TODAY it is 100 years since Britain declared war on Germany.

Archive copies of The Shuttle highlight the impact the announcement had on life in Wyre Forest and provide an insight into the public mood during the early stages of the First World War.

The newspaper of August 8, 1914, stated “the terrible calamity of war is upon us” and encouraged people to “keep calm, whatever happens there must be no war feverishness”.

It continued with a patriotic message, explaining: “No-one believes Germany can carry her impetuous crusade to a successful issue.

“We have confidence in the efficiency of our Navy and Army to uphold the prestige and honour of this country.”

The week was described as “exciting”, with “stirring scenes” of men enrolling to fight and the “unusual sight of Territorials with rifles and fixed bayonets” stationed at Kidderminster Town Hall, the Corn Exchange and The Shrubbery.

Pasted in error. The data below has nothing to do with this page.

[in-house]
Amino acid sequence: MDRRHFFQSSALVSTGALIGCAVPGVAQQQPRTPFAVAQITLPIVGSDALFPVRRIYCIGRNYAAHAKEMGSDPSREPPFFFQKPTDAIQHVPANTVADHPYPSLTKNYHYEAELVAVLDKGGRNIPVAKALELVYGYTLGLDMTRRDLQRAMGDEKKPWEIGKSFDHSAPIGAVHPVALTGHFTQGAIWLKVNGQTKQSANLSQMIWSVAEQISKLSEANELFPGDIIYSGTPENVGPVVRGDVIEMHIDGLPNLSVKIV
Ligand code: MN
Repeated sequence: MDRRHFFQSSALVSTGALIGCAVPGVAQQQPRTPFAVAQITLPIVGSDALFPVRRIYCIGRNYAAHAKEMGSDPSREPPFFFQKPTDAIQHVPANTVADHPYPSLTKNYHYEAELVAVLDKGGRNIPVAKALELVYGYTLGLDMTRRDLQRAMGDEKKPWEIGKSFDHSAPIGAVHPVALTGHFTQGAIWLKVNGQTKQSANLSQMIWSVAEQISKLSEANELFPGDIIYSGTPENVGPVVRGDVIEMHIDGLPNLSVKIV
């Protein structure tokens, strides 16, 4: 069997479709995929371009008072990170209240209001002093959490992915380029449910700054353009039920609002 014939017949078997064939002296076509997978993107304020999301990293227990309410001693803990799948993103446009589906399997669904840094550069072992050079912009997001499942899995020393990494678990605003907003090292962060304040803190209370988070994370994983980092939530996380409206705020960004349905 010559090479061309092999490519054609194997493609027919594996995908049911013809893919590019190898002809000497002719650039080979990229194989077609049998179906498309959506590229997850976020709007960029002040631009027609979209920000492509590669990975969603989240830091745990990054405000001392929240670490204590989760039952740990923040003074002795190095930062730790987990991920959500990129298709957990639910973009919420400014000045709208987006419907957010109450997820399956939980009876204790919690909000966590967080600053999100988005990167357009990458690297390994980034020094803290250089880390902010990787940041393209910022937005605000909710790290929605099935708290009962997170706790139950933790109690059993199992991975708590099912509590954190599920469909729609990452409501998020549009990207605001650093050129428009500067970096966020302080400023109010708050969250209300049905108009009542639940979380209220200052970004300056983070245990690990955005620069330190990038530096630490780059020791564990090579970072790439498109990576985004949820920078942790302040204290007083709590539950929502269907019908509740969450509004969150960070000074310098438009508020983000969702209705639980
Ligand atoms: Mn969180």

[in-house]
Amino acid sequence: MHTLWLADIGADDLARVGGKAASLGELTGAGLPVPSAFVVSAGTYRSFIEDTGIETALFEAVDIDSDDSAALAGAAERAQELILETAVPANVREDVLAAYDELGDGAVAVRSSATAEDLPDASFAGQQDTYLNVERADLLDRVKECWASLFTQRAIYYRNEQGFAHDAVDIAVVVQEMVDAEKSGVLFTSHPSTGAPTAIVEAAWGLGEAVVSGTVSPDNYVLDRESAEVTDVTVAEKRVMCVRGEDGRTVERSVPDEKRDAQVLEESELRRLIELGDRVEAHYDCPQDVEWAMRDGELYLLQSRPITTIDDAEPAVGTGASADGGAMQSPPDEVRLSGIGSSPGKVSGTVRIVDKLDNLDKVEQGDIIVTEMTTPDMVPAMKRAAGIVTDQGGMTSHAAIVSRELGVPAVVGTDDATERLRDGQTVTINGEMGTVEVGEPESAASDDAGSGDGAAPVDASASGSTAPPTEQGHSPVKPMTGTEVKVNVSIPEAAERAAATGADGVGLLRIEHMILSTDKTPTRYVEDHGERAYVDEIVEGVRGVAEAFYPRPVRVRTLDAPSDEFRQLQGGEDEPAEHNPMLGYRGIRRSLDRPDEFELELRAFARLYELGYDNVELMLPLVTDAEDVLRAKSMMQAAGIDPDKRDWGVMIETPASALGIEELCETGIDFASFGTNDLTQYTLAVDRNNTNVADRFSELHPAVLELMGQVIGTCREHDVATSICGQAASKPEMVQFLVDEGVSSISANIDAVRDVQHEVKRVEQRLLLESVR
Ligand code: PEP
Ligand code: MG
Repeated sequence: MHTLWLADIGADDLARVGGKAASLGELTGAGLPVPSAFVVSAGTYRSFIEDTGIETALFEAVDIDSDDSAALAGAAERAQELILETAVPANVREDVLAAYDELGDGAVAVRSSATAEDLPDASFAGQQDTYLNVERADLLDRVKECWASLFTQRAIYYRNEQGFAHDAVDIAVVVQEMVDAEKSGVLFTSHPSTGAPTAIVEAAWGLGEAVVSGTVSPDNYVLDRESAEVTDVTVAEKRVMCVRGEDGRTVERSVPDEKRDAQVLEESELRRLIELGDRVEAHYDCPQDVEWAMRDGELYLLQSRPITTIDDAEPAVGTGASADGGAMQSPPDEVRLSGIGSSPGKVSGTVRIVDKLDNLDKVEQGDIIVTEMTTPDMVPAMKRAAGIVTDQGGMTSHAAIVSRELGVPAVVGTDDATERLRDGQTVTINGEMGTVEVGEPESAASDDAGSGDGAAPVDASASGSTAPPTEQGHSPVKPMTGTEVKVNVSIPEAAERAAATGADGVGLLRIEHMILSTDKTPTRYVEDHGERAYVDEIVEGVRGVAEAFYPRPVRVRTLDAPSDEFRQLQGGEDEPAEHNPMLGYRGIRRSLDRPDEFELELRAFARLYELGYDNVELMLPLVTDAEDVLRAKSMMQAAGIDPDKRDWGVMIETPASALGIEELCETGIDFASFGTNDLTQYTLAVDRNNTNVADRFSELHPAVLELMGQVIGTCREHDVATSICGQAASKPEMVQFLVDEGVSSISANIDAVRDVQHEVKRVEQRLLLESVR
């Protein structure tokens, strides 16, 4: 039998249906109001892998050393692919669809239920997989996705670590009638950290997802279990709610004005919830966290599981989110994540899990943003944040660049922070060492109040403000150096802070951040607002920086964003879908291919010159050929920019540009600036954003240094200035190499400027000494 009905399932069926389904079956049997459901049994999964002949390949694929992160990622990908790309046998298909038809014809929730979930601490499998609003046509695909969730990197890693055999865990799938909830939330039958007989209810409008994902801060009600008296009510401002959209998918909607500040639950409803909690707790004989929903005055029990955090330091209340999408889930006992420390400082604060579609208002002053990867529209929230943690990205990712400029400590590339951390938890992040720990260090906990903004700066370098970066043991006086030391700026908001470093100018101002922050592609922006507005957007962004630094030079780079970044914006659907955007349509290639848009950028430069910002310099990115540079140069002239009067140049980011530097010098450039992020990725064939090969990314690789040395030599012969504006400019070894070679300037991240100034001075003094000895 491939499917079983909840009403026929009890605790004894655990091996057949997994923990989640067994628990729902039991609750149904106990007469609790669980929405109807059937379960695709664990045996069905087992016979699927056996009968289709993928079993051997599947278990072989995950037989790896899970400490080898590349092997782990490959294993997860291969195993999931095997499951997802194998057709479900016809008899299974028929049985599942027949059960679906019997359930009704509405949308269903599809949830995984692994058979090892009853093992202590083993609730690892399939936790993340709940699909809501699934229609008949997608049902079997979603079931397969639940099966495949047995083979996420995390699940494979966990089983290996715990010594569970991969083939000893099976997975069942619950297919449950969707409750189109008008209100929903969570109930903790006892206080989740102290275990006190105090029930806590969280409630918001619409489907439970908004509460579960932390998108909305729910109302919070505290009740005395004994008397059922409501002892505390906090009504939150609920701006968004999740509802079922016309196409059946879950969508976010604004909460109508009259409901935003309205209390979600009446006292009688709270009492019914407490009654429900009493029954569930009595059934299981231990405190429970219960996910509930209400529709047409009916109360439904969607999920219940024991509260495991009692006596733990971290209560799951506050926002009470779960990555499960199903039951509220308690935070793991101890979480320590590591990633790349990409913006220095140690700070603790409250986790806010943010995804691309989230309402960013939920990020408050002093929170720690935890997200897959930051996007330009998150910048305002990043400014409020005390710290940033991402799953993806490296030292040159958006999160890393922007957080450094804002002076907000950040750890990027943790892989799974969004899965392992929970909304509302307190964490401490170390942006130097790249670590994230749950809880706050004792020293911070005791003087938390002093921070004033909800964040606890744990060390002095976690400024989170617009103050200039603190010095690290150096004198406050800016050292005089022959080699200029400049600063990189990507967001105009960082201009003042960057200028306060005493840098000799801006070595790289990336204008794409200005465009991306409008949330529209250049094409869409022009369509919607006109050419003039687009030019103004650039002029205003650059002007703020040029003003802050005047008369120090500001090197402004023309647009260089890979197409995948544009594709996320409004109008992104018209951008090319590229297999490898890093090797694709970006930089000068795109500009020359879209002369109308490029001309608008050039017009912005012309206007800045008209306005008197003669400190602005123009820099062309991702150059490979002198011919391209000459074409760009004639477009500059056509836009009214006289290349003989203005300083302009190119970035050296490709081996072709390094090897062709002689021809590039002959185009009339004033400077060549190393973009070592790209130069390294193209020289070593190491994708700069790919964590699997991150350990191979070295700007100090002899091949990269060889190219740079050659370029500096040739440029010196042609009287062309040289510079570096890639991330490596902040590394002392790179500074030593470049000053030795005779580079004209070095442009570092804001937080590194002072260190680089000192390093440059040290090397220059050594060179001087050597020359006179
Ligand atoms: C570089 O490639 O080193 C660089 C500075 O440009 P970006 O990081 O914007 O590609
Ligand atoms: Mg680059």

There was a heavy run at local grocery shops, with some stores cleared out of provisions, while a panic ensued when members of the public wrongly thought the Co-Operative Society was closing down.

Red Cross branches in Kidderminster, Bewdley, Stourport and Hartlebury also began preparations to set up temporary hospitals for soldiers and sailors.

One week later The Shuttle’s edition of August 15, 1914 summarised the area’s first experiences of war as “novel”.

It stated: “For a week Kidderminster has had, for her, the entirely novel experience of being a military centre.

“With our streets full of horse, foot and artillery and the signs of busy preparations for war on every hand, the inhabitants have had an exciting time.

“With the departure of our Territorials the town resumes its normal aspect of peaceful industry.

“We feel every confidence in our gallant boys. Wherever they may find themselves they will do their duty for home and country.

“It remains for us who are left to do our part.”